Longitudinal dynamics of farmer and livestock nasal and faecal microbiomes and resistomes

Nat Microbiol. 2024 Apr;9(4):1007-1020. doi: 10.1038/s41564-024-01639-4. Epub 2024 Apr 3.


Globally, half a billion people are employed in animal agriculture and are directly exposed to the associated microorganisms. However, the extent to which such exposures affect resident human microbiomes is unclear. Here we conducted a longitudinal profiling of the nasal and faecal microbiomes of 66 dairy farmers and 166 dairy cows over a year-long period. We compare farmer microbiomes to those of 60 age-, sex- and ZIP code-matched people with no occupational exposures to farm animals (non-farmers). We show that farming is associated with microbiomes containing livestock-associated microbes; this is most apparent in the nasal bacterial community, with farmers harbouring a richer and more diverse nasal community than non-farmers. Similarly, in the gut microbial communities, we identify more shared microbial lineages between cows and farmers from the same farms. Additionally, we find that shared microbes are associated with antibiotic resistance genes. Overall, our study demonstrates the interconnectedness of human and animal microbiomes.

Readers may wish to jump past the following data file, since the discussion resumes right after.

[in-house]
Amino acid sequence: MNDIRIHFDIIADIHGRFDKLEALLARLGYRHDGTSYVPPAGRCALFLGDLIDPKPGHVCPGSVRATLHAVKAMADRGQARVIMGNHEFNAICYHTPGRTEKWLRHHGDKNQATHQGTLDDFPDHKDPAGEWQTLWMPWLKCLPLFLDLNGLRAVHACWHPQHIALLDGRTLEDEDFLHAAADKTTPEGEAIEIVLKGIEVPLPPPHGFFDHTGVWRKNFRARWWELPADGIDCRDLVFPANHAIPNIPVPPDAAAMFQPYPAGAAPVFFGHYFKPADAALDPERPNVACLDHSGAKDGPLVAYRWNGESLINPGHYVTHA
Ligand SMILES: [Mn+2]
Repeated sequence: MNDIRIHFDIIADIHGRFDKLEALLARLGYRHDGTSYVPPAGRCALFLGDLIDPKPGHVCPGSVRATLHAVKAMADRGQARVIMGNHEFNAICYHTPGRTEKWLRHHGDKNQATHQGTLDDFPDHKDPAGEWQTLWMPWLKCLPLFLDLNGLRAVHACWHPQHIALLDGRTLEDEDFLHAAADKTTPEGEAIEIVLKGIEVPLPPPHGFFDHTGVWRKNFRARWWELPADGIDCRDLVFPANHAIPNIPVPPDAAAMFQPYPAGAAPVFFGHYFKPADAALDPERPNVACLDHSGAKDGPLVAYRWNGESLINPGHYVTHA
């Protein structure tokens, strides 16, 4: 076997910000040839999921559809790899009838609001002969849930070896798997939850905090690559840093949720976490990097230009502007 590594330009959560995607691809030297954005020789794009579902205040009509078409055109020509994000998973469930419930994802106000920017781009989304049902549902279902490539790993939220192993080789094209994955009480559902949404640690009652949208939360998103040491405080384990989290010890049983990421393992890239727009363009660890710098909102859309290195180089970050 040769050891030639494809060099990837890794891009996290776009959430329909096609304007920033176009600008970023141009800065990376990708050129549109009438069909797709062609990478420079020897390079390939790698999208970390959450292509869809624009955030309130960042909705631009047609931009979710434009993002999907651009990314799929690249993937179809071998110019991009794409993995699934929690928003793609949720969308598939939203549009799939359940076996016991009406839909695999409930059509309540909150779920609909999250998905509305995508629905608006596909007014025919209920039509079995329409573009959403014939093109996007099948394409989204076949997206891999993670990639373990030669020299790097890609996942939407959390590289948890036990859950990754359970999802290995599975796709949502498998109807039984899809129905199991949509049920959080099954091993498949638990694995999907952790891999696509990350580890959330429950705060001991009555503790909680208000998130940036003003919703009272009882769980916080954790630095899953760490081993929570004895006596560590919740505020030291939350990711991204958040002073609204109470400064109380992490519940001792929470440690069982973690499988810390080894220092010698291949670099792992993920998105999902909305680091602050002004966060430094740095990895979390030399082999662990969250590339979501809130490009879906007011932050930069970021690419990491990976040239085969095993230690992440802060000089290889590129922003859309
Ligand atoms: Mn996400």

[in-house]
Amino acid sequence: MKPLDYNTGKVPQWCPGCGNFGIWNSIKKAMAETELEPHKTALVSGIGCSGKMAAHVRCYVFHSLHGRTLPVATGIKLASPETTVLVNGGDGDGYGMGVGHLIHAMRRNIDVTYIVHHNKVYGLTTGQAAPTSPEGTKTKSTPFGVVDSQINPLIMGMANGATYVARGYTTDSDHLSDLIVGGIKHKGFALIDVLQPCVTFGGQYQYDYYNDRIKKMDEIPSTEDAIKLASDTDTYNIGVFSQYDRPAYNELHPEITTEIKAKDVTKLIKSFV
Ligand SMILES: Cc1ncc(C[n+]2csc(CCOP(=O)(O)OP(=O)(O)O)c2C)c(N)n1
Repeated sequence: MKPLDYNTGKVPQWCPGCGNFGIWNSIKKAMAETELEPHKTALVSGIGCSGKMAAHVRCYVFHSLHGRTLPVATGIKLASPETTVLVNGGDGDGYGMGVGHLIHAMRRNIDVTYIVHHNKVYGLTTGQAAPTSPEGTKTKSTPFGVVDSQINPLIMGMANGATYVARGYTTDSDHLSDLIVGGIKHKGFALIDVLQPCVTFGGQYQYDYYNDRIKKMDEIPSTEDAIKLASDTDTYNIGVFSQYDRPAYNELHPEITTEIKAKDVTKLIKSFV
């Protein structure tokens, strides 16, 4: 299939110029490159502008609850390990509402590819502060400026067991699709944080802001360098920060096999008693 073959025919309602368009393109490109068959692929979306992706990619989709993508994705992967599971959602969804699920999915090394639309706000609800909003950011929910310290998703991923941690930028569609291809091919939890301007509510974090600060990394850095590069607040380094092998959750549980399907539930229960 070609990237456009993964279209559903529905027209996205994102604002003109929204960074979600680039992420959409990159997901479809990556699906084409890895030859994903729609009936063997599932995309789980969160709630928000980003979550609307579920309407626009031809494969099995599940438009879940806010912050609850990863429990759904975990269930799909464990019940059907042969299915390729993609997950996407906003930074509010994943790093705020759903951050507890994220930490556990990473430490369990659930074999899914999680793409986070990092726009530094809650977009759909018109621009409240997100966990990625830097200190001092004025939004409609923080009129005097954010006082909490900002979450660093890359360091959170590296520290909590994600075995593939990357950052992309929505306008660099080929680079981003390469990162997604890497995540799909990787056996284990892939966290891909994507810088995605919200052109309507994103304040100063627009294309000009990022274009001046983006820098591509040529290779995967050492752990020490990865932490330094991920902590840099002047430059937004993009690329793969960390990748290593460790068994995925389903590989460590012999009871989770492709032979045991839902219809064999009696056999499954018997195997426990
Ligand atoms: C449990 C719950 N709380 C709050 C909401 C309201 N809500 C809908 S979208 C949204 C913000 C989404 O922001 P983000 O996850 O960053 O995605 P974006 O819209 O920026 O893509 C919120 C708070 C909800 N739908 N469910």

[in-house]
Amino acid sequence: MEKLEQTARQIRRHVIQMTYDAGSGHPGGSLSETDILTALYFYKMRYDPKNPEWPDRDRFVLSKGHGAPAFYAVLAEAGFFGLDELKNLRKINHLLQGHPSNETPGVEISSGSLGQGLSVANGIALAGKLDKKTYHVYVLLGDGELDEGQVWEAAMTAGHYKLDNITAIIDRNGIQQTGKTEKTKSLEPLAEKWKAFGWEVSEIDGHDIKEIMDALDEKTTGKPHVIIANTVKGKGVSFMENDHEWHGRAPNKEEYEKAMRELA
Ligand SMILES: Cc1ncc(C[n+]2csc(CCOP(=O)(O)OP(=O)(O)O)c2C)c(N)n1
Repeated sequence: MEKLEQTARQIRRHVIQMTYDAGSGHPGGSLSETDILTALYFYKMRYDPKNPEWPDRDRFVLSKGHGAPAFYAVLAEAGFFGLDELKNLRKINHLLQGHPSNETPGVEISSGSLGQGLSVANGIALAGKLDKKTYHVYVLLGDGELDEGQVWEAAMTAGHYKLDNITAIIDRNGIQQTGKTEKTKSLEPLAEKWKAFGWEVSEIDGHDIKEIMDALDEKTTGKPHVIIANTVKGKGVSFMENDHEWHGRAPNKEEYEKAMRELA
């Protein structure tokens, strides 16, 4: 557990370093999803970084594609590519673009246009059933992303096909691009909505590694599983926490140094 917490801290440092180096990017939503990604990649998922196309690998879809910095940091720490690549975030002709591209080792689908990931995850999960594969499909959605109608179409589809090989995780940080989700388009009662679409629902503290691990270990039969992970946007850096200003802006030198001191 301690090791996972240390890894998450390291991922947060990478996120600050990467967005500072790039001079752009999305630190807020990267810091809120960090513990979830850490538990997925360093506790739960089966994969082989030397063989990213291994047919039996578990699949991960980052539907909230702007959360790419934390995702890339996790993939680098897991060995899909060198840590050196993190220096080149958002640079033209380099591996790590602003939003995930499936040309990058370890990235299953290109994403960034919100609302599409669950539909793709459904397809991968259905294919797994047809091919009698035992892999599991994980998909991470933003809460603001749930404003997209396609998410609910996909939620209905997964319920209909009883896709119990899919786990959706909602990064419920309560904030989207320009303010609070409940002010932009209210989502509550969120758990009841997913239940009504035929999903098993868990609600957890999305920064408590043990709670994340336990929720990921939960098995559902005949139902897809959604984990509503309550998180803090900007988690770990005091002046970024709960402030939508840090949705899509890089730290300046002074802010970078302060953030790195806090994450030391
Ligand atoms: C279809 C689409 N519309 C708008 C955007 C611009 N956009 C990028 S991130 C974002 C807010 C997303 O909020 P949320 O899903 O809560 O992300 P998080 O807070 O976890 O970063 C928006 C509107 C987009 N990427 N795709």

MeSH terms

  • Agriculture
  • Animals
  • Cattle
  • Farmers*
  • Farms
  • Female
  • Humans
  • Livestock
  • Microbiota*